Make Way for Moayed

Arian Moayed plays Stewy on HBO’s Succession. “I love playing Stewy, but never in a million years did I think I would play a hedge funder,” he says. “We are playing some horrendous people, unabashedly. I'm not doing anything [to make Stewy] likable. I'm just trying to make him as real as possible.” Courtesy image.

Doctor, lawyer, engineer—these are the professions so many parents hope their children pursue. Arian Moayed’s parents were no exception.

“I think they were nervous as hell,” Moayed, BA’02, says, when asked what his family originally thought of his acting aspirations.

Moayed and his family immigrated from Iran to the U.S. in 1986. He was raised in Andersonville—a neighborhood on the north side of Chicago.

While attending IU, Moayed had doubts about “making it” as an actor. “I didn’t really think there was a chance that I’d be a working actor, because I didn’t know anybody that looked like me on TV,” he says. Photo courtesy of Arian Moayed.

Growing up, he had a knack for making people laugh.

“I was in ESL classes until fourth or fifth grade. I was Iranian and my name was weird. But if I could make people laugh, it kind of made everything okay,” he says.

While the IU alum isn’t necessarily known as a comedy actor, his comedic timing is undeniable. Maybe because he’s rubbed shoulders with some of the greats, such as Robin Williams and Bill Murray.

But long before he was starring in the Bengal Tiger at the Baghdad Zoo on Broadway alongside Williams, Moayed was on the IU Bloomington campus.

At the age of 18, all Moayed wanted was to be on stage.

“My whole philosophy was that I needed to do a lot of shows to be good at acting. I ended up doing [roughly] 15 shows at IU,” he says, adding proudly that he was the first student to perform in both the Ruth N. Halls Theatre and the Wells-Metz Theatre.

Moayed also socialized with the improv group Full Frontal Comedy.

“I never got into the group, but all those guys became my friends,” he says.

Arian Moayed appeared in more than a dozen IU productions, including The Servant of Two Masters as the lead character his freshman year. Photo courtesy of IU Archives.

It’s how Moayed met Tom Ridgley, BA’01. In 2002, the two friends co-founded Waterwell—a group of artists, educators, and producers dedicated to telling stories that wrestle with complex civic questions.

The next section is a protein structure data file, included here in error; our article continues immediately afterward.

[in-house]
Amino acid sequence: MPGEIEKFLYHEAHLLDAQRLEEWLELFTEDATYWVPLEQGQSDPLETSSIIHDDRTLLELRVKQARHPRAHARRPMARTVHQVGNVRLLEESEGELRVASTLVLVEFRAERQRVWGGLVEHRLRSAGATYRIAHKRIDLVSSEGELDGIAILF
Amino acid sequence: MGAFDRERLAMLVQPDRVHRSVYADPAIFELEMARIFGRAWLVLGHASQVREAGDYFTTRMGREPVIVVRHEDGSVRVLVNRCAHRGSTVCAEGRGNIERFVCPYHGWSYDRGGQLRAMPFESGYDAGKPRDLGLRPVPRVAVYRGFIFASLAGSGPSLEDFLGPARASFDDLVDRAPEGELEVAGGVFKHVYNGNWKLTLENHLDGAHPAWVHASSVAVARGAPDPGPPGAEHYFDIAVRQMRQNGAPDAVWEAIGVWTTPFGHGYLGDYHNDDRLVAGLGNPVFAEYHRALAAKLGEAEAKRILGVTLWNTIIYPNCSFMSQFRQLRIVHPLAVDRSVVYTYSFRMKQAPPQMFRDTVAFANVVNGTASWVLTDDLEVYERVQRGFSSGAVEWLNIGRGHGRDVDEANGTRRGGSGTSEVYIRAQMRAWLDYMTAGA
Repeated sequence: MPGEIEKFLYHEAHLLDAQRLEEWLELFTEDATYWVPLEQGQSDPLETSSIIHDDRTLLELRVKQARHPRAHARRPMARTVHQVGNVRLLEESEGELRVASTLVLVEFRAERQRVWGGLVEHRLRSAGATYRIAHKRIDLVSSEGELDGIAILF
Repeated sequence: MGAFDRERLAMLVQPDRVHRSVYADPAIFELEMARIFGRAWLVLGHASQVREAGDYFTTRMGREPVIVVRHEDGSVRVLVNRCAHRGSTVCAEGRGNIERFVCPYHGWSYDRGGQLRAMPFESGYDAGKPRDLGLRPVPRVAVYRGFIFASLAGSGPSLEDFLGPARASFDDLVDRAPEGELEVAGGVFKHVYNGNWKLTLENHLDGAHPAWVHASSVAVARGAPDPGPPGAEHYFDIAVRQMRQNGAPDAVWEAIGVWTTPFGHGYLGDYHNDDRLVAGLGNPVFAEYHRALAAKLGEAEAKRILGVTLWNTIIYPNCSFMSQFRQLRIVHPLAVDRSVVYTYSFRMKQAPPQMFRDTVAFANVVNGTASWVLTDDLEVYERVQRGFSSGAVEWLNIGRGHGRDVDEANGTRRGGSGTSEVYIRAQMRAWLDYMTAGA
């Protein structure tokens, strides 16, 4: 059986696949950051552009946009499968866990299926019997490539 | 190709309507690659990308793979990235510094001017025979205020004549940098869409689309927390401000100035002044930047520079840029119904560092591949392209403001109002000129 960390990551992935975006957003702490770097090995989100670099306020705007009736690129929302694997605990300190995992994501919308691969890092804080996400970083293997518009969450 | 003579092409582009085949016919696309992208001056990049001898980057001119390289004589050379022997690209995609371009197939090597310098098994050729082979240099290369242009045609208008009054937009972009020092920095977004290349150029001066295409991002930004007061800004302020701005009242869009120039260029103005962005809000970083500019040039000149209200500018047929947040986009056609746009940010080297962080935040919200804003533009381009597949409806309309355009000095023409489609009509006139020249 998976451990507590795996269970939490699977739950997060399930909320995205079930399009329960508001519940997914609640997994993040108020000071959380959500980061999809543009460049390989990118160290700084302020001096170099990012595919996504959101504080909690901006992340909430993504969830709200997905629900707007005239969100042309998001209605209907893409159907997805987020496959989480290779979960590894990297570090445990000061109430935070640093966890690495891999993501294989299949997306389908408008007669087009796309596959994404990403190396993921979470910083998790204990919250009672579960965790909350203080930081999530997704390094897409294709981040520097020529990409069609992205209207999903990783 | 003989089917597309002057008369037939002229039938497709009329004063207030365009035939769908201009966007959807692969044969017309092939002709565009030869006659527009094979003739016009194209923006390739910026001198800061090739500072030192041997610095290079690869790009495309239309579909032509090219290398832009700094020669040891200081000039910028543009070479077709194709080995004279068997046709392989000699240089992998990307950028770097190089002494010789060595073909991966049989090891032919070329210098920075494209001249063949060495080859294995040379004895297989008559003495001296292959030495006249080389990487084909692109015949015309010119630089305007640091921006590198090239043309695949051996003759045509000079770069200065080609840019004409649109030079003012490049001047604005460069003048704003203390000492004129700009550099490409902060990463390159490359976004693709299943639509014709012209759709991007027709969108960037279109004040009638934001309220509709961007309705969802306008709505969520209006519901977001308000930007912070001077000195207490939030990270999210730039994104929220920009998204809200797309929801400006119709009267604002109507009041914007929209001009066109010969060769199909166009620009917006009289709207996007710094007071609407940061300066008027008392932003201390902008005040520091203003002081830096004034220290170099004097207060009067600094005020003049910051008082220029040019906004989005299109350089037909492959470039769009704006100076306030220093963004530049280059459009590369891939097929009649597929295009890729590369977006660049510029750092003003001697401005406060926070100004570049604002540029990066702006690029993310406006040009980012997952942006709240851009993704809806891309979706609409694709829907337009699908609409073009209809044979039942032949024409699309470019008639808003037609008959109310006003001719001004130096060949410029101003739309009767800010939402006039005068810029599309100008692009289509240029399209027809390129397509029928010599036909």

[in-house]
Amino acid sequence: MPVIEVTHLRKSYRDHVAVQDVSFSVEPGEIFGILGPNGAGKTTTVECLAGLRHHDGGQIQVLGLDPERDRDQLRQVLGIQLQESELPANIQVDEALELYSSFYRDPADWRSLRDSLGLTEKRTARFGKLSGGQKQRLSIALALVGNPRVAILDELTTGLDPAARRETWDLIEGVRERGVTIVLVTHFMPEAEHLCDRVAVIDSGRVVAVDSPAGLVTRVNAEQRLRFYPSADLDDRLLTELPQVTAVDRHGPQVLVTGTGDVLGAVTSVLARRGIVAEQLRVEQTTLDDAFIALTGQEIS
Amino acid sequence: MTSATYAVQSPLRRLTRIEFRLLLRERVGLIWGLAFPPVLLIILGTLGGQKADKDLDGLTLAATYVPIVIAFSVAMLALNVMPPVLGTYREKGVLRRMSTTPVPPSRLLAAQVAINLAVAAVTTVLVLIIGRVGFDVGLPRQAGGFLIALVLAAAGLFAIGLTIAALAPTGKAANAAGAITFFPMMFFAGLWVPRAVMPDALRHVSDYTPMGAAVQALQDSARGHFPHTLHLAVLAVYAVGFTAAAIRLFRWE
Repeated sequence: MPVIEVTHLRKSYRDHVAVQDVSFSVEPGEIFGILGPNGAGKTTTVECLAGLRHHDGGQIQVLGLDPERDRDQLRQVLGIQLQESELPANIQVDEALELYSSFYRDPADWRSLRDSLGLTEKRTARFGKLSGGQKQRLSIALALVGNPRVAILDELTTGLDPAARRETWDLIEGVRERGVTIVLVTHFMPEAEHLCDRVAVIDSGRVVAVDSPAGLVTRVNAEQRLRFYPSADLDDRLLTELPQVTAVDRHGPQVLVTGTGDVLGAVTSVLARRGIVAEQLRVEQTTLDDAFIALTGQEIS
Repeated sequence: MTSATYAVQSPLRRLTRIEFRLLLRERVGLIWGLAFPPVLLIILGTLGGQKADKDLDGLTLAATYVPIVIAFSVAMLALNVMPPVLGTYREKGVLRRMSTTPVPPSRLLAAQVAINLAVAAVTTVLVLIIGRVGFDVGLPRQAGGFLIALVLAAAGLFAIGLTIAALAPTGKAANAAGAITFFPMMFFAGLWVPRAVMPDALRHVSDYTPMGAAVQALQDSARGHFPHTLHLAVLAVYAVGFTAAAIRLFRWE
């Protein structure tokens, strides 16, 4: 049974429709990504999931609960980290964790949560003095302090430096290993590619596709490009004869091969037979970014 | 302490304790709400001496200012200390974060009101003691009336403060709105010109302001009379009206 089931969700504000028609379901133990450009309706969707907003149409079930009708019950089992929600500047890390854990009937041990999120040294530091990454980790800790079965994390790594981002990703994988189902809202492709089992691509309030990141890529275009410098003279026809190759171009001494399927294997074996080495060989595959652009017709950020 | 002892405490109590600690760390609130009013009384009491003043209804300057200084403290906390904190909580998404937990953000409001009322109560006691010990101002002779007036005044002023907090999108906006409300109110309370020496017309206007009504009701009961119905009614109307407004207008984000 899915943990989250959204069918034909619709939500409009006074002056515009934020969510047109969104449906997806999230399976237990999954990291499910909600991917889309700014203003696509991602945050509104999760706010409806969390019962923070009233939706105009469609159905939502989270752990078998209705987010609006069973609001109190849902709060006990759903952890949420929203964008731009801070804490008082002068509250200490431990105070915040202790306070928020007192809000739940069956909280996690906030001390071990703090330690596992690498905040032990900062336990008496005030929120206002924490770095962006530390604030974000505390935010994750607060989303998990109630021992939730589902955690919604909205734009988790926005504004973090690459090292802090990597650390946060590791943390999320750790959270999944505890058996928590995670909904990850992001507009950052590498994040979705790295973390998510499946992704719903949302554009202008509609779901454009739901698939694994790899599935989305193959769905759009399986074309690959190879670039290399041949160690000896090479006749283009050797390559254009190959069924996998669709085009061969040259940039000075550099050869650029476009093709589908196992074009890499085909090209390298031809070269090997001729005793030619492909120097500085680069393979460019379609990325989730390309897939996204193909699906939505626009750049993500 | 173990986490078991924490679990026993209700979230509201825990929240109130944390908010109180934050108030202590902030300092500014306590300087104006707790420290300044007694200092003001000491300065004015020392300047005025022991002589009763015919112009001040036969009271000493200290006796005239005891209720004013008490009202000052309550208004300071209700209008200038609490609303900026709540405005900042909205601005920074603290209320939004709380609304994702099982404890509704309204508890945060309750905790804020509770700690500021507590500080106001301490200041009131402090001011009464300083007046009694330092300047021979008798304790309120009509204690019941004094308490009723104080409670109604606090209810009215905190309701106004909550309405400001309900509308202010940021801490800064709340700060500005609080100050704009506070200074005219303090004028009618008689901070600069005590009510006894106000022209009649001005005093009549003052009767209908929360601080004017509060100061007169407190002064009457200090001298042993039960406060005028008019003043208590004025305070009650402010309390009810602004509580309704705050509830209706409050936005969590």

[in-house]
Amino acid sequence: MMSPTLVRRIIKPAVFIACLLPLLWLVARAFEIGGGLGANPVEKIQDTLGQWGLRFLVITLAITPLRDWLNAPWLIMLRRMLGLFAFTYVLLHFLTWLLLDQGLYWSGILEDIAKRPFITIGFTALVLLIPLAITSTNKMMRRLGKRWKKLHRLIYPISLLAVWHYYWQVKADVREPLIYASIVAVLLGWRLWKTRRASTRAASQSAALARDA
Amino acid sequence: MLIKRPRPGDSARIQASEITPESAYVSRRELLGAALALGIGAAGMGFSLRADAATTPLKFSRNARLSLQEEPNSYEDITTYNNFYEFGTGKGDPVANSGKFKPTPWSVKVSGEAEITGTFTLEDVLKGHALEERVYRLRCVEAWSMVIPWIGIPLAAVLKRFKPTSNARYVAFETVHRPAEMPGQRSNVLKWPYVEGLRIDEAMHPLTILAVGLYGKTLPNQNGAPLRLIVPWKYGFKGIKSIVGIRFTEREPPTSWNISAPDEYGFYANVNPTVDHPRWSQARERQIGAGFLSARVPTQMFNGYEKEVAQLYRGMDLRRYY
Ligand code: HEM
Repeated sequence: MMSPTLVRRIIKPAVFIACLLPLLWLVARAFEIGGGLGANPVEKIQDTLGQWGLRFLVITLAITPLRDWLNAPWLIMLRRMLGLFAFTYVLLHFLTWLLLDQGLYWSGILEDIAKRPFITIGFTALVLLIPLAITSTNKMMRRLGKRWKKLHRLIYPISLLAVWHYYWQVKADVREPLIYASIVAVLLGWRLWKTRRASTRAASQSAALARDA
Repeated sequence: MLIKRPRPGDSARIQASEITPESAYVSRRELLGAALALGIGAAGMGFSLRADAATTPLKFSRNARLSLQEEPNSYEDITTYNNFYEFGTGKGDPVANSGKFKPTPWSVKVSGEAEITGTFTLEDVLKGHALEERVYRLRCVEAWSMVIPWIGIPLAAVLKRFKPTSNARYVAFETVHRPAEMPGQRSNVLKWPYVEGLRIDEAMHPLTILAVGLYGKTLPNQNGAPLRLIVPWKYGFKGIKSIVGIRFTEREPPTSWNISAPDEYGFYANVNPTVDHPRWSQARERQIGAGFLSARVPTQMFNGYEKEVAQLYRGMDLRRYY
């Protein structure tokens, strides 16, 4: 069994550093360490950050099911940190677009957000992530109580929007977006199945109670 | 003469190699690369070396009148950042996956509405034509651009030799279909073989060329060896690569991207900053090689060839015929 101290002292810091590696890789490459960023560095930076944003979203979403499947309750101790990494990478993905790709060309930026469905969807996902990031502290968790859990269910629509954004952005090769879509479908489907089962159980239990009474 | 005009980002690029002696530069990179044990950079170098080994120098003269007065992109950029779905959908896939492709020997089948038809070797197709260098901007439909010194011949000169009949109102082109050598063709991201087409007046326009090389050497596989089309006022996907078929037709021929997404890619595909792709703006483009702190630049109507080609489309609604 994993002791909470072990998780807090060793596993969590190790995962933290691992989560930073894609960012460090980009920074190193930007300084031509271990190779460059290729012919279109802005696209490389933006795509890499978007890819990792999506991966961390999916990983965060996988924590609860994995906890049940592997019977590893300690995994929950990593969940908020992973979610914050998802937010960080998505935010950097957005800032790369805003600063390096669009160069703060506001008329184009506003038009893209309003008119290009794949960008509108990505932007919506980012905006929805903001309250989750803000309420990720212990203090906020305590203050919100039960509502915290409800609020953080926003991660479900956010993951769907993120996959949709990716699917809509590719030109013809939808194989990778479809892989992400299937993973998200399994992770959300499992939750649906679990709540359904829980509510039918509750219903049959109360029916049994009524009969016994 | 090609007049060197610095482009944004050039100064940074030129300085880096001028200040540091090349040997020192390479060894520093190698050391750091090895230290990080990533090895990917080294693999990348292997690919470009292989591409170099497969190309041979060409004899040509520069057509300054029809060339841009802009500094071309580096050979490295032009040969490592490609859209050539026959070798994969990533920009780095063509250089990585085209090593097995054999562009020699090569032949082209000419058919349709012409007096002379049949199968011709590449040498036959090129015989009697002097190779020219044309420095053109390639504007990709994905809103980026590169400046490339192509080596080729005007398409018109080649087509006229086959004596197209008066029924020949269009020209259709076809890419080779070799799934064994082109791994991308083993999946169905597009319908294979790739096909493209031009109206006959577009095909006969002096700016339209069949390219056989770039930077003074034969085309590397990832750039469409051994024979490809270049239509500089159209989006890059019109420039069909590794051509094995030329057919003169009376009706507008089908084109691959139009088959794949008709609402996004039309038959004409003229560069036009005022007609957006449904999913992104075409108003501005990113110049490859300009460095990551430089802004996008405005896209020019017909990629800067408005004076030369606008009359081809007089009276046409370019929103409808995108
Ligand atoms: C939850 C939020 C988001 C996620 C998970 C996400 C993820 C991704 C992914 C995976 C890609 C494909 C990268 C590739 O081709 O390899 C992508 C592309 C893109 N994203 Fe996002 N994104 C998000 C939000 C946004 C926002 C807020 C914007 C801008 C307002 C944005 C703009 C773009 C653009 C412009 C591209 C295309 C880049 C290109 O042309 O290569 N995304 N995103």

“We had the desire to create theater that would help better society,” Moayed says.

Of course, Moayed is proud of his stacked IMDB credits list—HBO’s Succession, Netflix’s Inventing Anna, Disney+’s Ms. Marvel—as well as his 2011 Tony nomination for Best Performance by an Actor (Bengal Tiger at the Baghdad Zoo) and his 2022 Emmy nomination for Outstanding Guest Actor in a Drama Series (Succession). But he’s practically beaming across the phone when talking about his work at Waterwell.

Moayed (pictured center) received the College of Arts and Sciences’ Outstanding Young Alumni Award in 2014. Friends and family attended the ceremony. “My niece and my nephew [attended] Indiana University because of that trip,” he says. Photo courtesy of the College of Arts and Sciences.

A career highlight, he says, was serving as executive producer of Waterwell’s Blueprint Specials production in 2017. The 60-person production—comprised of veterans and professional actors—took place on the Intrepid, a former aircraft carrier from World War II that now functions as a museum in New York City.

The Broadway-style musical—originally written by Frank Loesser, who penned the iconic Guys and Dolls—was created in 1944 at the request of the U.S. War Department.

“The war department thought it was important to have musicals written by privates to be performed by soldiers [in] battle during their off time—to boost morale in some of the most dire situations,” explains Moayed.

Since launching Waterwell, Moayed has capitalized on the opportunity to tell the stories he feels are important—all without the opinions of networks or studio executives interfering.

People are buzzing about his latest creation,The Courtroom, after it premiered at the 2022 Tribeca Film Festival. Written by Moayed, the film tells the story of a Filipina immigrant who faces deportation and permanent separation from her American husband and newborn child after mistakenly registering to vote.

“[Conveying] my perspective on the world, it’s a big portion of what I want to do with my life,” he says. “Our job as theater professionals, actors, and people of the stage is to build empathy inside of the audience, so that we can all feel and feel for others.”

Written By
Samantha Stutsman
Samantha Stutsman, BAJ'14, is a Bloomington, Ind., native and a senior content specialist at the IU Alumni Association.